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Benson J. Lossing, Pictorial Field Book of the Civil War. Volume 2., Chapter 3: military operations in Missouri and Kentucky. (search)
e officer, that the general-commanding determines, with troops now at Union City, to fall at once upon Columbus ; and directed Pillow to take his whole command immediately to Island No.10. This was done, and on the 4th Sept., 1861. Polk seized Hickman and Columbus, and commenced the erection of batteries on the bluff near the latter place. Columbus is in Hickman County, about twenty miles below the mouth of the Ohio River. He immediately telegraphed the fact to Davis, at Richmond, and to roads pass are loyal, this movement could be made without delay or molestation to the troops. Meanwhile, General Grant would take possession of the entire Cairo and Fulton Railroad, Piketon, New Madrid, and the shore of the Mississippi opposite Hickman and Columbus. The foregoing disposition having been effected, a combined attack will be made on Columbus, and, if successful in that, upon Hickman, while Rousseau and Nelson will move in concert, by railroad, to Nashville, occupying the State c
Benson J. Lossing, Pictorial Field Book of the Civil War. Volume 2., Chapter 9: events at Nashville, Columbus, New Madrid, Island number10, and Pea Ridge. (search)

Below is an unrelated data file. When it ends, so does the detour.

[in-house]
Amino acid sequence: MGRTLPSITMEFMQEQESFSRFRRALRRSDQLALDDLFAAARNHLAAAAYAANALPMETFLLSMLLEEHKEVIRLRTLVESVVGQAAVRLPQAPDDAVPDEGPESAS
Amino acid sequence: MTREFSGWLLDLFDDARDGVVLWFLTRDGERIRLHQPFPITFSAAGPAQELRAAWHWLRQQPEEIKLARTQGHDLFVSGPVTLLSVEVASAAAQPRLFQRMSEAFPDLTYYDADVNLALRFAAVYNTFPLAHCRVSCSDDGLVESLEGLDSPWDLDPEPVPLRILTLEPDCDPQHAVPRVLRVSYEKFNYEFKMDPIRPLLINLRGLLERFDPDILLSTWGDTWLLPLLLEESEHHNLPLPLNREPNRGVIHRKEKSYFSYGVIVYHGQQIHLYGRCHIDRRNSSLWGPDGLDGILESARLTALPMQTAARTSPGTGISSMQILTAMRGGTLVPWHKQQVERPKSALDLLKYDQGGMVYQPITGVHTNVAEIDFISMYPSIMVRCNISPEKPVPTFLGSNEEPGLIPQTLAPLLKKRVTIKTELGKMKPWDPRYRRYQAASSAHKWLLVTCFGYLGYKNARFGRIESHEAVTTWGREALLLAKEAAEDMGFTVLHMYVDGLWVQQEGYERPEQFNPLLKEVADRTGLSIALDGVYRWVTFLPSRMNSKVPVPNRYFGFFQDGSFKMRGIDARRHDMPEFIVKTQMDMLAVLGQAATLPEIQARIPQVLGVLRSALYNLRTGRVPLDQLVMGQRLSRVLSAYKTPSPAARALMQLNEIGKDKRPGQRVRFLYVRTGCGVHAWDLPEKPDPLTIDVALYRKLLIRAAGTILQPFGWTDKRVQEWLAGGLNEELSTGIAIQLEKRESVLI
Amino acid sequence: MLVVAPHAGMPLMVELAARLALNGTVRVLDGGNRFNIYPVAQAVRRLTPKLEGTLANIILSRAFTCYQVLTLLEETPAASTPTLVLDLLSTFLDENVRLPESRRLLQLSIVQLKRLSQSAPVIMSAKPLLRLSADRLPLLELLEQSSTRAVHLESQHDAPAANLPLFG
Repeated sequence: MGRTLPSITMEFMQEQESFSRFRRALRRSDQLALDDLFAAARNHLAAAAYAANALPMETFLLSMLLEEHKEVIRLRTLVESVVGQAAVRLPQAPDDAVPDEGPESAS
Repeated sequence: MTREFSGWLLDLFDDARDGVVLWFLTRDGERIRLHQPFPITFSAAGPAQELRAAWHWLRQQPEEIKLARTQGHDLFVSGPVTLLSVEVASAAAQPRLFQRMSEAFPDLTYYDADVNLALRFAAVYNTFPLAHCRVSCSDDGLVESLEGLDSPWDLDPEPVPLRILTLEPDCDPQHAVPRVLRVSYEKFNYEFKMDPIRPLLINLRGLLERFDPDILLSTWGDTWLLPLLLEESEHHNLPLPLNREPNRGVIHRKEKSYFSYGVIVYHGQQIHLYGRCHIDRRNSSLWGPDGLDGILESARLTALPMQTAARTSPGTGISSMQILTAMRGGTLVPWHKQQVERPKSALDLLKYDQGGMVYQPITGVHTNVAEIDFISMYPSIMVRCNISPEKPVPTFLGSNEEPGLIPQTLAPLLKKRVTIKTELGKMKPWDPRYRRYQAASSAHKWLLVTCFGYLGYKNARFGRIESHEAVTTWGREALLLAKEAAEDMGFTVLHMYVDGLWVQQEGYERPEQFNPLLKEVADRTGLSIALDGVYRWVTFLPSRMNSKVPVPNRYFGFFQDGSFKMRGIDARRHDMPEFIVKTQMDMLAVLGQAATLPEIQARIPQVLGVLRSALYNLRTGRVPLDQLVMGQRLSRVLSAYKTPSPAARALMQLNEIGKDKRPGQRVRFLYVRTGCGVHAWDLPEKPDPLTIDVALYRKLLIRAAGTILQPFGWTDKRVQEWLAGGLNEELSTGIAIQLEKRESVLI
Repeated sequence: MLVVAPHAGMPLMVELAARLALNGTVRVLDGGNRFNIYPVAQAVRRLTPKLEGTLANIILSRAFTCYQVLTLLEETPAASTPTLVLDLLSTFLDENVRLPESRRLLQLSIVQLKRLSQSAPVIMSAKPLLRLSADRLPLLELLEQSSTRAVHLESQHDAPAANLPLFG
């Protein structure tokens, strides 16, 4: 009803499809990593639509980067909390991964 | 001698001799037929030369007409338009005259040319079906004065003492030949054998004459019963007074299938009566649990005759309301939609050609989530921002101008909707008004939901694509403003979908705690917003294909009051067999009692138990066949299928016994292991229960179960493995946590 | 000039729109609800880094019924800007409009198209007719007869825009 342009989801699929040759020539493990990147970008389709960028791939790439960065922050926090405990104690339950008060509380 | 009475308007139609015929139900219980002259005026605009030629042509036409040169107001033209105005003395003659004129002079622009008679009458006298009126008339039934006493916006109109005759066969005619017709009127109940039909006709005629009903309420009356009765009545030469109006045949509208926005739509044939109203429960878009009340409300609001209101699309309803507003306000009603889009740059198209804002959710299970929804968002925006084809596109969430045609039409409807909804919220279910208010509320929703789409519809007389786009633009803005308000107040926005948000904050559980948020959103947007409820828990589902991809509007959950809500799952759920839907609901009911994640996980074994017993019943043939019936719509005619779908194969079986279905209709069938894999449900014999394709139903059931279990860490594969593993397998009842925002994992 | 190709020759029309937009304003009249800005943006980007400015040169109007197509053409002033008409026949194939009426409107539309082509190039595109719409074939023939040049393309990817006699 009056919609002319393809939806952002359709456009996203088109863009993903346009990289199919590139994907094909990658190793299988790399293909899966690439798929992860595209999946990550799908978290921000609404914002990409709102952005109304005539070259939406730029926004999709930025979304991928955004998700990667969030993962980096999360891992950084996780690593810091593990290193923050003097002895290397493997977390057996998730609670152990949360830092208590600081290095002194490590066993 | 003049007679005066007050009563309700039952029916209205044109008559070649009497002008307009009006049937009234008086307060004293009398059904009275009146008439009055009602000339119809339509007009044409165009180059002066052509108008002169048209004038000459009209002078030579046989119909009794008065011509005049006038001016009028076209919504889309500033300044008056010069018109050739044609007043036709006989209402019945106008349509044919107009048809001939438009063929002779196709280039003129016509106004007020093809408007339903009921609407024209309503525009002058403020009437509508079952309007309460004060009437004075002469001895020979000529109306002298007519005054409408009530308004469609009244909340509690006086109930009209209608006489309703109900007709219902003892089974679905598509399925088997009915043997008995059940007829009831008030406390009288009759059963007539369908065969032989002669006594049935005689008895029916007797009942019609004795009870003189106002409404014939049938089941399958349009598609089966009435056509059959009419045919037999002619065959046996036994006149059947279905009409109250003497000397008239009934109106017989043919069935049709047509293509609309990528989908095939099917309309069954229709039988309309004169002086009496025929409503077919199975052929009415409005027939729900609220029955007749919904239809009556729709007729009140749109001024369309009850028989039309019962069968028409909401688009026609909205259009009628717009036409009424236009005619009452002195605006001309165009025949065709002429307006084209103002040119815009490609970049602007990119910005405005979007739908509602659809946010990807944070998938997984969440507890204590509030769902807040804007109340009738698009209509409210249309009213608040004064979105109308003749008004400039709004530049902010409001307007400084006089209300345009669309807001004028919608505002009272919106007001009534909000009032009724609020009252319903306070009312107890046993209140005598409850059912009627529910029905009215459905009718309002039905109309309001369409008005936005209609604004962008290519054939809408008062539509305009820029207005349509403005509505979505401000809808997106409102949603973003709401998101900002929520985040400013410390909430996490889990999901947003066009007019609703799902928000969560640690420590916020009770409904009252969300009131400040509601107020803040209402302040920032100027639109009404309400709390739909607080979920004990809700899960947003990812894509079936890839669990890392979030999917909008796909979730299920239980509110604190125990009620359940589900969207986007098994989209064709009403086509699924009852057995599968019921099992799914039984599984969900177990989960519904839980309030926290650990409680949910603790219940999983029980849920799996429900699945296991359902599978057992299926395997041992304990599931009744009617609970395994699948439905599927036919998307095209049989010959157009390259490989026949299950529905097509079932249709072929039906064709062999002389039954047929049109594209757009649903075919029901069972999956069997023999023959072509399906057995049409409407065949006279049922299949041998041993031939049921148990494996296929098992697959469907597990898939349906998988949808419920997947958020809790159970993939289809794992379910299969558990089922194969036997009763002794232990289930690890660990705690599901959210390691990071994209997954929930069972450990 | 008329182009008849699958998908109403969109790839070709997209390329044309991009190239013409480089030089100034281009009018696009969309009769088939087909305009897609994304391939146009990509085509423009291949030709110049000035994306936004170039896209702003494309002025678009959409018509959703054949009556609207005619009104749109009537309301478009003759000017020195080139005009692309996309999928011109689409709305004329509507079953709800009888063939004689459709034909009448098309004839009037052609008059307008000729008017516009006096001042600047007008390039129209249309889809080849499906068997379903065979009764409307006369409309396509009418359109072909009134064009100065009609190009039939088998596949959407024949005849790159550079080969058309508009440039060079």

umbus he was joined by the Twenty-seventh Illinois, Colonel Buford, and some other troops, March 14. and moving down to Hickman, on the same shore of the Mississippi, he took possession of that place. Hickman had been visited by National gun-boaa Confederate gun-boat called The Yankee. With this, and a masked battery of four rifled cannon on the shore, just above Hickman, the Tyler and Lexington fought about an hour, driving 1861. The Yankee to Hickman, silencing the shore battery, burningrifled cannon, under Captain Spatsmon, of the Second Illinois artillery, and 200 of the Second Illinois cavalry, went to Hickman on the gun-boat Louisville. They landed quietly, and soon afterward pushed on toward Union City, an important point at irst onset. After burning their camp, and effectually purging Union City of armed insurgents, the Nationals returned to Hickman and re-embarked for Island Number10. While Commodore Foote was pounding away at Island Number10 and its seven suppor